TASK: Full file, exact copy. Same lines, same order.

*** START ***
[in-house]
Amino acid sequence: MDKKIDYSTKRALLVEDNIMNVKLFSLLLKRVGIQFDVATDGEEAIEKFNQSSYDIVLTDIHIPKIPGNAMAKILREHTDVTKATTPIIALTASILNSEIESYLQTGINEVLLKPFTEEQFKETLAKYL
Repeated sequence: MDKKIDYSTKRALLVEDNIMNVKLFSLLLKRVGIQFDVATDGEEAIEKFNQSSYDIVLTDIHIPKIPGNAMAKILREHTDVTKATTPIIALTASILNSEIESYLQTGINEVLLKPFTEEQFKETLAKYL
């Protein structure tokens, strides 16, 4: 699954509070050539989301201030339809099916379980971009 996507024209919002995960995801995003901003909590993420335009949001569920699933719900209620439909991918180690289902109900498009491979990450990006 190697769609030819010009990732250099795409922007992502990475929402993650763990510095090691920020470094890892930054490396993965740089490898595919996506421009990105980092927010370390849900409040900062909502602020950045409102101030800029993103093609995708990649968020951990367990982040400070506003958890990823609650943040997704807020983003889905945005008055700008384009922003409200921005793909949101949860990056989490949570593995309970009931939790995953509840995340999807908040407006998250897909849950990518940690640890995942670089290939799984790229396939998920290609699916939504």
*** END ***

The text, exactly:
[in-house]
Amino acid sequence: MDKKIDYSTKRALLVEDNIMNVKLFSLLLKRVGIQFDVATDGEEAIEKFNQSSYDIVLTDIHIPKIPGNAMAKILREHTDVTKATTPIIALTASILNSEIESYLQTGINEVLLKPFTEEQFKETLAKYL
Repeated sequence: MDKKIDYSTKRALLVEDNIMNVKLFSLLLKRVGIQFDVATDGEEAIEKFNQSSYDIVLTDIHIPKIPGNAMAKILREHTDVTKATTPIIALTASILNSEIESYLQTGINEVLLKPFTEEQFKETLAKYL
């Protein structure tokens, strides 16, 4: 699954509070050539989301201030339809099916379980971009 996507024209919002995960995801995003901003909590993420335009949001569920699933719900209620439909991918180690289902109900498009491979990450990006 190697769609030819010009990732250099795409922007992502990475929402993650763990510095090691920020470094890892930054490396993965740089490898595919996506421009990105980092927010370390849900409040900062909502602020950045409102101030800029993103093609995708990649968020951990367990982040400070506003958890990823609650943040997704807020983003889905945005008055700008384009922003409200921005793909949101949860990056989490949570593995309970009931939790995953509840995340999807908040407006998250897909849950990518940690640890995942670089290939799984790229396939998920290609699916939504």